HHS Report Recommends Improvements to FDA's Regulation of Foreign Clinical Trials

July 1, 2010
Patricia Van Arnum

Patricia Van Arnum was executive editor of Pharmaceutical Technology.

ePT--the Electronic Newsletter of Pharmaceutical Technology

The Office of the Inspector General for the Department of Health and Human Services (HHS) issued a report, Challenges to FDA's Ability to Monitor and Inspect Foreign Clinical Trials, which evaluates the incidence of foreign clinical trials, the ability of the US Food and Drug Administration to oversee these trials, and recommendations to FDA on how to improve its oversight of foreign clinical trials.

The Office of the Inspector General for the Department of Health and Human Services (HHS) issued a report, Challenges to FDA’s Ability to Monitor and Inspect Foreign Clinical Trials, which evaluates the incidence of foreign clinical trials, the ability of the US Food and Drug Administration to oversee these trials, and recommendations to FDA on how to improve its oversight of foreign clinical trials.

The report said that 80% of approved marketing applications for drugs and biologics contained data from foreign clinical trials. More than half of clinical-trial subjects and sites were located outside the United States. Western Europe accounted for the most foreign clinical-trial subjects and sites. Central America and South America had the highest average number of subjects per site. The report also cited a study that showed that the 20 largest pharmaceutical companies were conducting one-third of their clinical trials exclusively at foreign sites.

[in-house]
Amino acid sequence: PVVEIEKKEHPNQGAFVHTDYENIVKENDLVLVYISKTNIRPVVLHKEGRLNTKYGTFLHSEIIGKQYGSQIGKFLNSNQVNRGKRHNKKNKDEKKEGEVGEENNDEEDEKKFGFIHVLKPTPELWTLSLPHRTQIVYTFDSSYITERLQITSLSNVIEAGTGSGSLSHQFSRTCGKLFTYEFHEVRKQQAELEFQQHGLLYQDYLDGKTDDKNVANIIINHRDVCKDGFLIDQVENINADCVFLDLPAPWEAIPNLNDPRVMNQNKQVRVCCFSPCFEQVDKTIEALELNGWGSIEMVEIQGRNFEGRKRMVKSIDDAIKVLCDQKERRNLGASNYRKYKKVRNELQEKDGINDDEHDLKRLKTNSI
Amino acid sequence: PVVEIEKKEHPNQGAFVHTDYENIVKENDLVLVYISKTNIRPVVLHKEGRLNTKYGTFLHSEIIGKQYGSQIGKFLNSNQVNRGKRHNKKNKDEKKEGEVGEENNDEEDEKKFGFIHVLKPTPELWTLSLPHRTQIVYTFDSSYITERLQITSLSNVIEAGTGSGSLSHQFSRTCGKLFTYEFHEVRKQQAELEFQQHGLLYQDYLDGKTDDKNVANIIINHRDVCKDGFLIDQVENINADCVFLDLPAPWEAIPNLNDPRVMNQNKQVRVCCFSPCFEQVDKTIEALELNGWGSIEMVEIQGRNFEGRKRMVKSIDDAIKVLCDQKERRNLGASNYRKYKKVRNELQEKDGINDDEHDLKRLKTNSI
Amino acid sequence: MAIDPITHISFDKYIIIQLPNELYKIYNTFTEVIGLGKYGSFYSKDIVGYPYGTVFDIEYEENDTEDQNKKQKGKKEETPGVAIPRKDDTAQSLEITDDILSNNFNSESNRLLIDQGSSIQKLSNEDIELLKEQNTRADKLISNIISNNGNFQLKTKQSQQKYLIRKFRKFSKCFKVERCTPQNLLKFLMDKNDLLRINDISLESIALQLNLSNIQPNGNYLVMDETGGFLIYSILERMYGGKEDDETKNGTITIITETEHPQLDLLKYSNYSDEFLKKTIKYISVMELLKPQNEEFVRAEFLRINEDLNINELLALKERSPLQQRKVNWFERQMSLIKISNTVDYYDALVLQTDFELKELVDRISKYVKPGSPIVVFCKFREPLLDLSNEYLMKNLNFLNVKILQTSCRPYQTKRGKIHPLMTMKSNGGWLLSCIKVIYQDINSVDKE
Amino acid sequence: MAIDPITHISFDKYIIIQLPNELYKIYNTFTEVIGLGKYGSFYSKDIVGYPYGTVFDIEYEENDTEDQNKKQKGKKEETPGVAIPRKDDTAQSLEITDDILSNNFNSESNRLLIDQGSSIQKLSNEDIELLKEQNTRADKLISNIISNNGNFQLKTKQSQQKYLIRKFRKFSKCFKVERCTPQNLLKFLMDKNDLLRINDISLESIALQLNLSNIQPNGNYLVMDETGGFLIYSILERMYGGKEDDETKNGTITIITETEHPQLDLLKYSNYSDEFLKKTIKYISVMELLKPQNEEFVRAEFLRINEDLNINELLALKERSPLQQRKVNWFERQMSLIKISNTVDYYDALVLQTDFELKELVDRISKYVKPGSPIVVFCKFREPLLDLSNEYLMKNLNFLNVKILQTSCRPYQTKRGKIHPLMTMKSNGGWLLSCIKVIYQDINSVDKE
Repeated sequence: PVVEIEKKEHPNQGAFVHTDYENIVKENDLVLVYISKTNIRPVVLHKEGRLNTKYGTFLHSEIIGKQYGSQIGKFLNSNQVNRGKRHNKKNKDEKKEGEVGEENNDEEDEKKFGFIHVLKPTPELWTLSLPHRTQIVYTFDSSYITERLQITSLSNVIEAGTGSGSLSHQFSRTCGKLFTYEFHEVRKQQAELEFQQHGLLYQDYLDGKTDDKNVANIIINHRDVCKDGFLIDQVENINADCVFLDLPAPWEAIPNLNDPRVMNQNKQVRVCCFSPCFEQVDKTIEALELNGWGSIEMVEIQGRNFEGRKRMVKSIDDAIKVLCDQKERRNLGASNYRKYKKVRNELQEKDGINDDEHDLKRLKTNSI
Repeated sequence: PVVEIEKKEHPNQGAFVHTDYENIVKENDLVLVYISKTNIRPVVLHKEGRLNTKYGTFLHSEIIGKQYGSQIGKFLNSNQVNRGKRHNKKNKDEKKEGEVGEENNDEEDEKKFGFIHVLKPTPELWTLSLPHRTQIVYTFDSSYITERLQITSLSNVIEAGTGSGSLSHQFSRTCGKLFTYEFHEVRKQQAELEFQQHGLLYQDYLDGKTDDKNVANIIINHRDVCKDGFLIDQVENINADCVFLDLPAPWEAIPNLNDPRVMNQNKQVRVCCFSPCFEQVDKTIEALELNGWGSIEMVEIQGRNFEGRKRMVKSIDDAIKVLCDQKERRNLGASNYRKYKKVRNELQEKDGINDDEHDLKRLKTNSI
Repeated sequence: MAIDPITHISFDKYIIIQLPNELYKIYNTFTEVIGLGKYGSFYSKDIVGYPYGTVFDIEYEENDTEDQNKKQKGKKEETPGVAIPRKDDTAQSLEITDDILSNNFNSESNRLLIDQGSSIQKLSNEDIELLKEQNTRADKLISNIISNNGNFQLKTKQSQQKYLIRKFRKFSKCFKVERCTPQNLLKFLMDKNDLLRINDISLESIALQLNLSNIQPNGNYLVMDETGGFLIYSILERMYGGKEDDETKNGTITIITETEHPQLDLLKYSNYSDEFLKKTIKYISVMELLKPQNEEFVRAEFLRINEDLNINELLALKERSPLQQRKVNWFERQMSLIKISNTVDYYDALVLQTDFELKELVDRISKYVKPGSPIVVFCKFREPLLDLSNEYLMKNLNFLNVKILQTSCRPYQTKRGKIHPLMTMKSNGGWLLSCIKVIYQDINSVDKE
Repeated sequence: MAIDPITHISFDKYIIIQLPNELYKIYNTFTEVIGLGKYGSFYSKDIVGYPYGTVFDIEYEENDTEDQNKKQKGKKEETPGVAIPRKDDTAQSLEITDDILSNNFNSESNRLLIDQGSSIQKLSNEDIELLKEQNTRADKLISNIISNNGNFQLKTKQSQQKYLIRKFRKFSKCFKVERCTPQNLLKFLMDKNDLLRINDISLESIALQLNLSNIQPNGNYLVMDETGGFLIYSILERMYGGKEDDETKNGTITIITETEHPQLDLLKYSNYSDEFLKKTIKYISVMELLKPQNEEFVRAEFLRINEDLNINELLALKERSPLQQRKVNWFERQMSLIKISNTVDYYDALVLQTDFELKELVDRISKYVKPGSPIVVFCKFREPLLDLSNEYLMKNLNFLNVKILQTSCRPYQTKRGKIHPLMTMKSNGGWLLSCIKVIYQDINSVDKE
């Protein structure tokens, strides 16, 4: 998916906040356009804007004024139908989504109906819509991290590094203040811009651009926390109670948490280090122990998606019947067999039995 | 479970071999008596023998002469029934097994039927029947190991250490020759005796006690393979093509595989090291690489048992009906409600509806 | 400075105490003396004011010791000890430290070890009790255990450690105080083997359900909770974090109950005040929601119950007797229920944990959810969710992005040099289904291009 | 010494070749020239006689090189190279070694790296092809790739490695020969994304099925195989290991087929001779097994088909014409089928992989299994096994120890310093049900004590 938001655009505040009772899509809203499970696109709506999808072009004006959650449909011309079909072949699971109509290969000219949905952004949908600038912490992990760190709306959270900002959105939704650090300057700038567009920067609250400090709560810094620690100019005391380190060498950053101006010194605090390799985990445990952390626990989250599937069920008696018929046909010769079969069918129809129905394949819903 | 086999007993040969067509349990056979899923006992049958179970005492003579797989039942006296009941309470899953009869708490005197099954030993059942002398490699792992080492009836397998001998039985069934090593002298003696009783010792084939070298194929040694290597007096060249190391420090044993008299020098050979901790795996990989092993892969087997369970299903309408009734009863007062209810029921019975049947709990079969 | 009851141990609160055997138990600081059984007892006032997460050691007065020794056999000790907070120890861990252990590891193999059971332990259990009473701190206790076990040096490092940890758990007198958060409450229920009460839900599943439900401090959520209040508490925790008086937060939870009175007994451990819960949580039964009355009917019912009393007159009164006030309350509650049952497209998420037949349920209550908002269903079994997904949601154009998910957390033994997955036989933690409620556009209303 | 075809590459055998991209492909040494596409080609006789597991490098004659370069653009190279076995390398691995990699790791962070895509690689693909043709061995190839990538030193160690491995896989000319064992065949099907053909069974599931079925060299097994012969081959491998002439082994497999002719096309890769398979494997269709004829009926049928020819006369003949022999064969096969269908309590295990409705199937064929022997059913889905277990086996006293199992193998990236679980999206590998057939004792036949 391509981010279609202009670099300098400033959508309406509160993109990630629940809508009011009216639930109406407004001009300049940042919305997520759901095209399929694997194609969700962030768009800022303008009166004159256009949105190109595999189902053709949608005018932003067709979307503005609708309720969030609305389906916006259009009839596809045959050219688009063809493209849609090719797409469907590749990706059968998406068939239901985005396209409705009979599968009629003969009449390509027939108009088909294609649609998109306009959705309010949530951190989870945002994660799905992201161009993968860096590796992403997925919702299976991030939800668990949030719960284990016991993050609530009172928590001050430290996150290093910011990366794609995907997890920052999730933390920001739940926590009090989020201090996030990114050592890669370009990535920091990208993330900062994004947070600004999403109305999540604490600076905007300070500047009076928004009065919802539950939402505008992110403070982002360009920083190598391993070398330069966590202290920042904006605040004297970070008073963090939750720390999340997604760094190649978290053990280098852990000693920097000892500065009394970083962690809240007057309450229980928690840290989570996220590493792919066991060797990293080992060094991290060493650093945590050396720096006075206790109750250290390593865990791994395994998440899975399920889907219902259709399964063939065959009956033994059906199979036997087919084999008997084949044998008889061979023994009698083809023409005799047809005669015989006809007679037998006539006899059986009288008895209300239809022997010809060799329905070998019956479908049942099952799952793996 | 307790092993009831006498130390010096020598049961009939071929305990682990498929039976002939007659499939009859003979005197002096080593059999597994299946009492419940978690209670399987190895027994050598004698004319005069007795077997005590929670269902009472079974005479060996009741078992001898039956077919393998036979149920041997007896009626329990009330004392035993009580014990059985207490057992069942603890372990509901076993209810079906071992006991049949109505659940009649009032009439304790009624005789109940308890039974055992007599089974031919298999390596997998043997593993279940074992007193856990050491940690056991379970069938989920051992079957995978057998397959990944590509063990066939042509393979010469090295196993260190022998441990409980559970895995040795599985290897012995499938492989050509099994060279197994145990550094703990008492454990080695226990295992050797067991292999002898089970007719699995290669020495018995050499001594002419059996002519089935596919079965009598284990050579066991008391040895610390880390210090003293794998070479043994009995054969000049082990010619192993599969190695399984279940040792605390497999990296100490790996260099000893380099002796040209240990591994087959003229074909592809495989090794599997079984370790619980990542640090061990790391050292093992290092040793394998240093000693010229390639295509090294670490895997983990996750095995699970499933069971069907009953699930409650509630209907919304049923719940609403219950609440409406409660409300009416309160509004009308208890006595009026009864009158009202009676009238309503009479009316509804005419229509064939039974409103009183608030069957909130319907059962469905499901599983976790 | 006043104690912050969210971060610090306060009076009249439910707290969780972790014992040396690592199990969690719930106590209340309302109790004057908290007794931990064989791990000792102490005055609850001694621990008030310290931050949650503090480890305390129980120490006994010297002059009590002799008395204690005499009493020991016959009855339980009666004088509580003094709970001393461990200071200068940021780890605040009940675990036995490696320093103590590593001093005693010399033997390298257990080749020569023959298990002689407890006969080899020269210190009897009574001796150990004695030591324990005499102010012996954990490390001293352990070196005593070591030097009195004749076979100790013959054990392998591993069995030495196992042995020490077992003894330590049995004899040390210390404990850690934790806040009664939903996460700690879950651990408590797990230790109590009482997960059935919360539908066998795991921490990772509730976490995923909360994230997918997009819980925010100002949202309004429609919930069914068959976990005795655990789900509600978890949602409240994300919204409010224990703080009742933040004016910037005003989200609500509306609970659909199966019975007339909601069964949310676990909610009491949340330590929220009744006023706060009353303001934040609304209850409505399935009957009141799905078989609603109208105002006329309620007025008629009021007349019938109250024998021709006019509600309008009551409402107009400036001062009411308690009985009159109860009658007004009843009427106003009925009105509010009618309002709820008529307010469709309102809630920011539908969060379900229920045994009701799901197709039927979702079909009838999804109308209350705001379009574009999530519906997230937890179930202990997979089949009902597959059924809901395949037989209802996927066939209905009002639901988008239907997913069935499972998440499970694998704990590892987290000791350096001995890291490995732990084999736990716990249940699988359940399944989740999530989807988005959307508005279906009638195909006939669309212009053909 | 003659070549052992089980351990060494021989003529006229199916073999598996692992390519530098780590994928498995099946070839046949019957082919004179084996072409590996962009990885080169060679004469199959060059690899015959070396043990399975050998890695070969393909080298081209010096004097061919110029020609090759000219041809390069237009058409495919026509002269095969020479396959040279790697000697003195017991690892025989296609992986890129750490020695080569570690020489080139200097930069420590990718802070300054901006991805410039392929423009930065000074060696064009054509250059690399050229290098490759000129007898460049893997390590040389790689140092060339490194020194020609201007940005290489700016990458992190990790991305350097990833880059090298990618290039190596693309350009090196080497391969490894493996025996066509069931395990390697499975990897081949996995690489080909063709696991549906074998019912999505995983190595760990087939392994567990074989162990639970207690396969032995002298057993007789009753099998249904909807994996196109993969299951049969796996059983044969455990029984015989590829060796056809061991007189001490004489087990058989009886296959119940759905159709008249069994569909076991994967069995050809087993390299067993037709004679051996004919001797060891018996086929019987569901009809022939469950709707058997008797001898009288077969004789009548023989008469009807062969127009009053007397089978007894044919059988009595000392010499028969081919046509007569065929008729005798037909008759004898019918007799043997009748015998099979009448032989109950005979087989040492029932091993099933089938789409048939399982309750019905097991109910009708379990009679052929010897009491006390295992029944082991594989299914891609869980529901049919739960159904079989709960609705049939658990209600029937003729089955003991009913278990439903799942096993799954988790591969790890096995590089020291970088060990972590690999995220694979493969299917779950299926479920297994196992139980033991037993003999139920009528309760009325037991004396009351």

FDA’s inspection of clinical investigators overall was relatively low and lower for foreign clinical trials compared with domestic clinical trials, according to the report. FDA inspected clinical investigators at only 1.2% of clinical-trial sites for applications in fiscal year 2008. FDA inspected 1.9% of domestic clinical-trial sites and 0.7% of foreign clinical-trial sites.

The report concluded that “challenges to conducting foreign inspections and data limitations inhibit FDA’s ability to monitor foreign clinical trials.” The report added that FDA may be unaware of some ongoing, early-phase clinical trials because sponsors are increasingly conducting early-phase clinical trials outside the US without investigational new drug (IND) applications. The problem is further compounded by logistical challenges and sponsor submission of clinical-trial data in a nonstandard format as well as the inability of FDA to account for all clinical-trial information because of missing or incomplete information on site locations and subject enrollment.

HHS made several recommendations for FDA to improve its oversight of foreign clinical-trials data. These include:

  • FDA should require standardized electronic clinical-trial data and create an internal database to systemically cull clinical-trial information to more effectively select sites for inspection

  • FDA should monitor trends in foreign clinical trials not conducted under INDS, and if necessary take steps to encourage sponsors to file INDs

  • FDA should continue exploring ways to expand its oversight of foreign-clinical trials, which might include developing inspectional agreements with foreign regulatory bodies, inspecting clinical trials in more countries, and looking to new models of oversight such as a quality-risk management approach.

HHS said that FDA has agreed with its recommendations.